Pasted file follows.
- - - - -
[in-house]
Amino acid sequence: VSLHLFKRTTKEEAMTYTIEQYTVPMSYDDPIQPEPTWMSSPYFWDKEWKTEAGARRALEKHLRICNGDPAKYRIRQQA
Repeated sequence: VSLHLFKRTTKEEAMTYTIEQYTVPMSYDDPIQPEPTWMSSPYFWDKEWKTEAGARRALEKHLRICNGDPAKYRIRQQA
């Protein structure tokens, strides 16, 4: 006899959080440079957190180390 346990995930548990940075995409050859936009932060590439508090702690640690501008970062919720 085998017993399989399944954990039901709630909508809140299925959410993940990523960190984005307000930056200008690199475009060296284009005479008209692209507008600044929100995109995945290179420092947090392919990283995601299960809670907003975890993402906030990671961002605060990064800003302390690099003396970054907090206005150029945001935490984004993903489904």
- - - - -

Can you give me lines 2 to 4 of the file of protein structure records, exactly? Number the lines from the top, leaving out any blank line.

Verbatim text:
Amino acid sequence: VSLHLFKRTTKEEAMTYTIEQYTVPMSYDDPIQPEPTWMSSPYFWDKEWKTEAGARRALEKHLRICNGDPAKYRIRQQA
Repeated sequence: VSLHLFKRTTKEEAMTYTIEQYTVPMSYDDPIQPEPTWMSSPYFWDKEWKTEAGARRALEKHLRICNGDPAKYRIRQQA
């Protein structure tokens, strides 16, 4: 006899959080440079957190180390 346990995930548990940075995409050859936009932060590439508090702690640690501008970062919720 085998017993399989399944954990039901709630909508809140299925959410993940990523960190984005307000930056200008690199475009060296284009005479008209692209507008600044929100995109995945290179420092947090392919990283995601299960809670907003975890993402906030990671961002605060990064800003302390690099003396970054907090206005150029945001935490984004993903489904």